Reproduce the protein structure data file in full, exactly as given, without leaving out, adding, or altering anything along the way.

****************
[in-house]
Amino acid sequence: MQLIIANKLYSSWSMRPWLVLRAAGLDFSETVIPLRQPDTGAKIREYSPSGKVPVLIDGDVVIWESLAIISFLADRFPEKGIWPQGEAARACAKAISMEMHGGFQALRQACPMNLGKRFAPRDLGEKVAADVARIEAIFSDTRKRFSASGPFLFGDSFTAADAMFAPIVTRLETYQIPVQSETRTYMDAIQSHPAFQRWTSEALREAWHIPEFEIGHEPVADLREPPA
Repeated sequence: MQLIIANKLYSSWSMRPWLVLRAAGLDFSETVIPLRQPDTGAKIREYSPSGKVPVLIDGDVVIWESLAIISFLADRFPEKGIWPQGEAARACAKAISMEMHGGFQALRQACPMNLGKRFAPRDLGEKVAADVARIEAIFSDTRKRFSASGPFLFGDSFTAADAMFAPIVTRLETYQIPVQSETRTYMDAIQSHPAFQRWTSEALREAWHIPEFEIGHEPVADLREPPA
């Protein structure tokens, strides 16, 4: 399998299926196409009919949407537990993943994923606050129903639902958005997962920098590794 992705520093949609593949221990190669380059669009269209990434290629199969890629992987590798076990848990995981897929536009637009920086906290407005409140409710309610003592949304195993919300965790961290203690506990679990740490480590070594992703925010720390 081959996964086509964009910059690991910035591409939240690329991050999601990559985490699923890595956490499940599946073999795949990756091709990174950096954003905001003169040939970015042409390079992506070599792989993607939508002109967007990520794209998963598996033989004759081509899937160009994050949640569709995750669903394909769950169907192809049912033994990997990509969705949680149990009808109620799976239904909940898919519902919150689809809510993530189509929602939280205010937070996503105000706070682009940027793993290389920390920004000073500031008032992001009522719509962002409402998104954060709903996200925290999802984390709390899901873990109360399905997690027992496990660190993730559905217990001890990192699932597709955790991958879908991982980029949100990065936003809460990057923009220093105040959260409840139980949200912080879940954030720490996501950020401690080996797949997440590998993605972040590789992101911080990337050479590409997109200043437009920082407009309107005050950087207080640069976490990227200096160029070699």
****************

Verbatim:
[in-house]
Amino acid sequence: MQLIIANKLYSSWSMRPWLVLRAAGLDFSETVIPLRQPDTGAKIREYSPSGKVPVLIDGDVVIWESLAIISFLADRFPEKGIWPQGEAARACAKAISMEMHGGFQALRQACPMNLGKRFAPRDLGEKVAADVARIEAIFSDTRKRFSASGPFLFGDSFTAADAMFAPIVTRLETYQIPVQSETRTYMDAIQSHPAFQRWTSEALREAWHIPEFEIGHEPVADLREPPA
Repeated sequence: MQLIIANKLYSSWSMRPWLVLRAAGLDFSETVIPLRQPDTGAKIREYSPSGKVPVLIDGDVVIWESLAIISFLADRFPEKGIWPQGEAARACAKAISMEMHGGFQALRQACPMNLGKRFAPRDLGEKVAADVARIEAIFSDTRKRFSASGPFLFGDSFTAADAMFAPIVTRLETYQIPVQSETRTYMDAIQSHPAFQRWTSEALREAWHIPEFEIGHEPVADLREPPA
């Protein structure tokens, strides 16, 4: 399998299926196409009919949407537990993943994923606050129903639902958005997962920098590794 992705520093949609593949221990190669380059669009269209990434290629199969890629992987590798076990848990995981897929536009637009920086906290407005409140409710309610003592949304195993919300965790961290203690506990679990740490480590070594992703925010720390 081959996964086509964009910059690991910035591409939240690329991050999601990559985490699923890595956490499940599946073999795949990756091709990174950096954003905001003169040939970015042409390079992506070599792989993607939508002109967007990520794209998963598996033989004759081509899937160009994050949640569709995750669903394909769950169907192809049912033994990997990509969705949680149990009808109620799976239904909940898919519902919150689809809510993530189509929602939280205010937070996503105000706070682009940027793993290389920390920004000073500031008032992001009522719509962002409402998104954060709903996200925290999802984390709390899901873990109360399905997690027992496990660190993730559905217990001890990192699932597709955790991958879908991982980029949100990065936003809460990057923009220093105040959260409840139980949200912080879940954030720490996501950020401690080996797949997440590998993605972040590789992101911080990337050479590409997109200043437009920082407009309107005050950087207080640069976490990227200096160029070699």